As these are a plastic build there’s always a worry of durability, especially if the controllers are dropped or thrown, but thus far in my usage I have yet to see issues. There’s been plenty of times too where I’ve smacked a wall quite hard, hit the ceiling and smacked the controllers against the headset or each other too. None of these incidents resulted in any physical damage to the controllers or the head unit and give me the feeling that they are indeed very solidly built. This is also a nice thick plastic too, not some cheapo thin material, and have a good weight to them as well.
While most VR games for the Vive are designed around the motion controller and its unique uses, there are plenty of more “traditional” games that want you to control them with buttons and the touch pad for movement. At least so far I never found a time when the inputs provided were not enough for these types of games, and while some games flat out don’t support the Vive controllers yet and require a Steam Controller or other capable gamepad instead, ones that offer the ability to move using the Vive controller’s touch pads were just as satisfying as using a traditional gamepad. Being able to add on a traditional controller, as you likely already own anyway, is a considerably better way to start things out rather than the other way around, as it provides entirely new ways of interacting with a world that otherwise has never been available.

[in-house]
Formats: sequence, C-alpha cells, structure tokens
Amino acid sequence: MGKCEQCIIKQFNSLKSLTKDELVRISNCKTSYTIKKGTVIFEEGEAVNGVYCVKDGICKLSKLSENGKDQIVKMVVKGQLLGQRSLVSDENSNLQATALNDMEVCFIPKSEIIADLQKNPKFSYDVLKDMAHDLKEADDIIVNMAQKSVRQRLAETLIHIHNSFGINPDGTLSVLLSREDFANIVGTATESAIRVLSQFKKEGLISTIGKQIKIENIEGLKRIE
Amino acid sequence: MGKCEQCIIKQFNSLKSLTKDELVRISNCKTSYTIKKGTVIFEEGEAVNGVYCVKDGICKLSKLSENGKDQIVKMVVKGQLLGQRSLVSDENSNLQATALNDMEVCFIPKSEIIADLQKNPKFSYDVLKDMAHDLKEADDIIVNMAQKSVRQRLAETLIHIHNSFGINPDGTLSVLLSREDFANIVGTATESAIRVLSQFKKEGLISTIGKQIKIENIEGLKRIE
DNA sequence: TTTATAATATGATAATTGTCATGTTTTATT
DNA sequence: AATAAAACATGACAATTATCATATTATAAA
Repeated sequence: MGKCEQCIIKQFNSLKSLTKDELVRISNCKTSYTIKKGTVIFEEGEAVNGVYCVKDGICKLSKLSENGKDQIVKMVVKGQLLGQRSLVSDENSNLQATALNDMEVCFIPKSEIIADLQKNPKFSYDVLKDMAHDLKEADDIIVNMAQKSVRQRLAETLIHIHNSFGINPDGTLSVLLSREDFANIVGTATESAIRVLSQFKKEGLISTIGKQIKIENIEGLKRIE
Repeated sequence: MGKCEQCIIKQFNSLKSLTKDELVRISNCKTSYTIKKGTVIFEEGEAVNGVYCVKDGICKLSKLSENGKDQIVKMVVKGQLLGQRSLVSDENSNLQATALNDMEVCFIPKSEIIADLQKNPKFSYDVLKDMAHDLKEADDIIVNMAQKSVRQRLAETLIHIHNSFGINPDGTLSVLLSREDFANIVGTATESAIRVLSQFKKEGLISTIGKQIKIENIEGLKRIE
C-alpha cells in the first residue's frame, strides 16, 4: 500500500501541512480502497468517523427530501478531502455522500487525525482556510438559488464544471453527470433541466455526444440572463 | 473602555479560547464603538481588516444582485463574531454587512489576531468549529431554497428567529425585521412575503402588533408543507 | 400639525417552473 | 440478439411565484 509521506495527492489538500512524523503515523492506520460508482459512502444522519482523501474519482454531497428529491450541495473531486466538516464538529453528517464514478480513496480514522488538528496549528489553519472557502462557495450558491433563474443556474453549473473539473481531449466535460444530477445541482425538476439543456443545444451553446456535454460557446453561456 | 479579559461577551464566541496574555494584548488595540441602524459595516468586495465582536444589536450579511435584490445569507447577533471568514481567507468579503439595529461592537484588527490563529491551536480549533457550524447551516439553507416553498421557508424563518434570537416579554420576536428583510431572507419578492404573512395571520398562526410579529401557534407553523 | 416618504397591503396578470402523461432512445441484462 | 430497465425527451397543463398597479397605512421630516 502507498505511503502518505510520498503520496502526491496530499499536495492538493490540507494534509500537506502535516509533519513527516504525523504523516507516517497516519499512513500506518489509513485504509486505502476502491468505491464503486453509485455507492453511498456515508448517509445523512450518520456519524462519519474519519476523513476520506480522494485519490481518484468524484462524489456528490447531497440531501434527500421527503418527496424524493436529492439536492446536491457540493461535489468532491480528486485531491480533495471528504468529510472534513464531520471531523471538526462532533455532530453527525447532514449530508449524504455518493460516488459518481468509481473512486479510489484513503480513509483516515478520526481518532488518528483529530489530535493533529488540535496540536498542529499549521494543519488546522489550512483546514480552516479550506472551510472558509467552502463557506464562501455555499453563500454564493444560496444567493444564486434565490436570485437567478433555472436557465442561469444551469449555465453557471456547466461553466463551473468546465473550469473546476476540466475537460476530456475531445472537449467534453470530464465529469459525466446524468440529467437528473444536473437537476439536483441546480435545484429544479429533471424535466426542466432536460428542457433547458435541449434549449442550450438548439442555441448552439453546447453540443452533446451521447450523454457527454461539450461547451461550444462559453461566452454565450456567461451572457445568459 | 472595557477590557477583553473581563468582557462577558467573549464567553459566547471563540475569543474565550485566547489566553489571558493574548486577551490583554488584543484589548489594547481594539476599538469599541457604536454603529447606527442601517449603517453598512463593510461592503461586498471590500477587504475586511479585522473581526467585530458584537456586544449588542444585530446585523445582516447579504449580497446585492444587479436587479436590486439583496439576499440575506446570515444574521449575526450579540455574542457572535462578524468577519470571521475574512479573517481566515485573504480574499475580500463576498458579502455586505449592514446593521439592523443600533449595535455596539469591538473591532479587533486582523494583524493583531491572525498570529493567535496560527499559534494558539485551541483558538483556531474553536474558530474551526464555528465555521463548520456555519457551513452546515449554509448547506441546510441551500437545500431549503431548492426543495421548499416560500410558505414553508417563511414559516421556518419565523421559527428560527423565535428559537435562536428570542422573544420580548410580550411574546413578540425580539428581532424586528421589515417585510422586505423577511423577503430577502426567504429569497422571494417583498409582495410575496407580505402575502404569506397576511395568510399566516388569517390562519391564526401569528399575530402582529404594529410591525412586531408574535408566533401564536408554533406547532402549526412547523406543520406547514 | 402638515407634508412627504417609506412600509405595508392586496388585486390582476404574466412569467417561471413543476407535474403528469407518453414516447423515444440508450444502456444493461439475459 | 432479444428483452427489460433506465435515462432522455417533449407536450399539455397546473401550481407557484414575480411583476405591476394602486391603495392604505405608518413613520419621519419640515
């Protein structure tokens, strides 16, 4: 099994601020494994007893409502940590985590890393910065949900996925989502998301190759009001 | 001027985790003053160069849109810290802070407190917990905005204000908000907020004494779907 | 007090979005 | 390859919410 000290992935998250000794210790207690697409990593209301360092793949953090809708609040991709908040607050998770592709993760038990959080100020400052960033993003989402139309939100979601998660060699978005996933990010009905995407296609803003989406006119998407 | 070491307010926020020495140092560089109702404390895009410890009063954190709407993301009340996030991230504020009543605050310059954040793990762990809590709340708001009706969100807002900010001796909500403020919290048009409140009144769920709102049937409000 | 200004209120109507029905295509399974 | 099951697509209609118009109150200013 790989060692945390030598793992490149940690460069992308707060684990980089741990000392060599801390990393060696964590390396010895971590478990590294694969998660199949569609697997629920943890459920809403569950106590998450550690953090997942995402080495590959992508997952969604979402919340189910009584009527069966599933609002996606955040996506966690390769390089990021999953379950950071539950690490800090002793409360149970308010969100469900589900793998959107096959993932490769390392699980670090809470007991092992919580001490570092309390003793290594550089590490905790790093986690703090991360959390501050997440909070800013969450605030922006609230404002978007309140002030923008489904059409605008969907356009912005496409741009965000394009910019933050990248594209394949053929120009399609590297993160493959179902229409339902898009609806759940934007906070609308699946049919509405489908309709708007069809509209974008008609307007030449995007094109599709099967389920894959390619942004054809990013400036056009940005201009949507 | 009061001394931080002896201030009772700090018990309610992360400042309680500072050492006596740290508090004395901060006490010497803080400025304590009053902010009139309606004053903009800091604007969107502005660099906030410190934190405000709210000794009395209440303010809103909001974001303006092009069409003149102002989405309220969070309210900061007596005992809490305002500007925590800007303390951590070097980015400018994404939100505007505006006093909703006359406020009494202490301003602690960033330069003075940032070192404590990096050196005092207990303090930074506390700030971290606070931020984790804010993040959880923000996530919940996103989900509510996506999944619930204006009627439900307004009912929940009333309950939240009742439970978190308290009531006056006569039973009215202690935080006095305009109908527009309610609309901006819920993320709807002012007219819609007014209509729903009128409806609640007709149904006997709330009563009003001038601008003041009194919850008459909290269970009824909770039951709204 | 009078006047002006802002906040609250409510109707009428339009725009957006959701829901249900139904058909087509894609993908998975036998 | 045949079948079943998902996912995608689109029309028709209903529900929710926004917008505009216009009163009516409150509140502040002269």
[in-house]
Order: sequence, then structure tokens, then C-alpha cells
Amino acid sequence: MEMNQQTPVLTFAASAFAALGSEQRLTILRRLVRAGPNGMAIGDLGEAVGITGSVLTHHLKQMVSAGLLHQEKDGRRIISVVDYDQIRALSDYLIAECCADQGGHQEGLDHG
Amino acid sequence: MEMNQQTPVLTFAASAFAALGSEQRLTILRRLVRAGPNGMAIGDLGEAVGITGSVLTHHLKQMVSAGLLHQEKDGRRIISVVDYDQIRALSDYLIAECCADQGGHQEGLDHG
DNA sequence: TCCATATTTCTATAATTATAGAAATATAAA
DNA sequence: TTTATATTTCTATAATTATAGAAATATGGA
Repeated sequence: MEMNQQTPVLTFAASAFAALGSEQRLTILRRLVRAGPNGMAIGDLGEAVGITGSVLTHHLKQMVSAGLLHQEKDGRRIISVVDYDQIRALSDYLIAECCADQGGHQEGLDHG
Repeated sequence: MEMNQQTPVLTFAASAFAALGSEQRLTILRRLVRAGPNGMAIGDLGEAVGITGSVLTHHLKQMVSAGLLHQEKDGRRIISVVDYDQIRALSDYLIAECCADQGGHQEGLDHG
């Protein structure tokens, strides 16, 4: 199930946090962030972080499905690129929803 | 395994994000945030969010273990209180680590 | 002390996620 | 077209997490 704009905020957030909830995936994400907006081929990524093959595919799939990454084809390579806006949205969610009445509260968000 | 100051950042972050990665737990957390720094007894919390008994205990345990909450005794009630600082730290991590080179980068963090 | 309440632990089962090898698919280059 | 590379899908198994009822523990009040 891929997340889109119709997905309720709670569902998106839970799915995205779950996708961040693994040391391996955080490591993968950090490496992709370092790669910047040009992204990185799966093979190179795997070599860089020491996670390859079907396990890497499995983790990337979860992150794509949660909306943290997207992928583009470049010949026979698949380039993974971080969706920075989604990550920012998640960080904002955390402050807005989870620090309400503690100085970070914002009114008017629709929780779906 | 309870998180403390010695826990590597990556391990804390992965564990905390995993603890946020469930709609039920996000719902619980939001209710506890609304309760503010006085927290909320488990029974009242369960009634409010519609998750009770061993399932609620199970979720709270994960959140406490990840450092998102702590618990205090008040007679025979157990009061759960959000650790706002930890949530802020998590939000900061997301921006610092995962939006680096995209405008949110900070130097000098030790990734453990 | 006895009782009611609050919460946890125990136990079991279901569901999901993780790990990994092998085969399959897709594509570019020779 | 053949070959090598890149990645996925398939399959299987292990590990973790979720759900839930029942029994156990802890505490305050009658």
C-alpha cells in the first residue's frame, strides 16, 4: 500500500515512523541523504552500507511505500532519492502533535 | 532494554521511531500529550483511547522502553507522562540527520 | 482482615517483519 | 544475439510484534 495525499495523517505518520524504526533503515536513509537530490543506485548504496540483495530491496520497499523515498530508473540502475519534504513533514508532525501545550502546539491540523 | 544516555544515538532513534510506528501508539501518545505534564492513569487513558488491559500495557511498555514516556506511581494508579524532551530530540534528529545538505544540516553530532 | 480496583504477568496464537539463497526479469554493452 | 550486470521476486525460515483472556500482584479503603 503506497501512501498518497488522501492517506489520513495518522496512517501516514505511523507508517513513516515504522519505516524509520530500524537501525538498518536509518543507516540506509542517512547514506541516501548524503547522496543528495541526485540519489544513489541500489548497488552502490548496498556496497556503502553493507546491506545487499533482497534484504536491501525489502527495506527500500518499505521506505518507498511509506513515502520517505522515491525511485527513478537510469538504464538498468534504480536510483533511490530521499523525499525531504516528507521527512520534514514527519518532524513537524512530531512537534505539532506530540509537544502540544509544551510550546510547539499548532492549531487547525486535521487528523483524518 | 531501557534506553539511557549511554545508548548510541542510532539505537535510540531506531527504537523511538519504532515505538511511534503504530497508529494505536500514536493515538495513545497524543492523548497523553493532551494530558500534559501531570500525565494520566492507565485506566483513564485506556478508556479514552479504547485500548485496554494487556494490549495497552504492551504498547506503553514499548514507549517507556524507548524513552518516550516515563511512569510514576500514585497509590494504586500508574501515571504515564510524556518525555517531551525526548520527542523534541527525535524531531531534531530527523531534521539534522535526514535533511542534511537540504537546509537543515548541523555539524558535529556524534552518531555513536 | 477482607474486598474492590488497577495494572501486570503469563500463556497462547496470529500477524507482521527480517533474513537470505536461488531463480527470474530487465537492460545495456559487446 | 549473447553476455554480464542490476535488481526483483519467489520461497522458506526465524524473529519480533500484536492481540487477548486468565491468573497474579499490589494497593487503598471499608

These controllers also include a built-in rechargeable battery that can be charged via a standard microUSB cable and wall charger. One is included for each controller in case you don’t have any lying around, and the controllers themselves last about 5 hours of straight gaming on a full charge. They take about an hour to charge though, so you’ll need to make sure you keep them charged before playing, otherwise you’ll not be doing anything for very long as there’s no way to simply change out the battery with AA’s or something similar.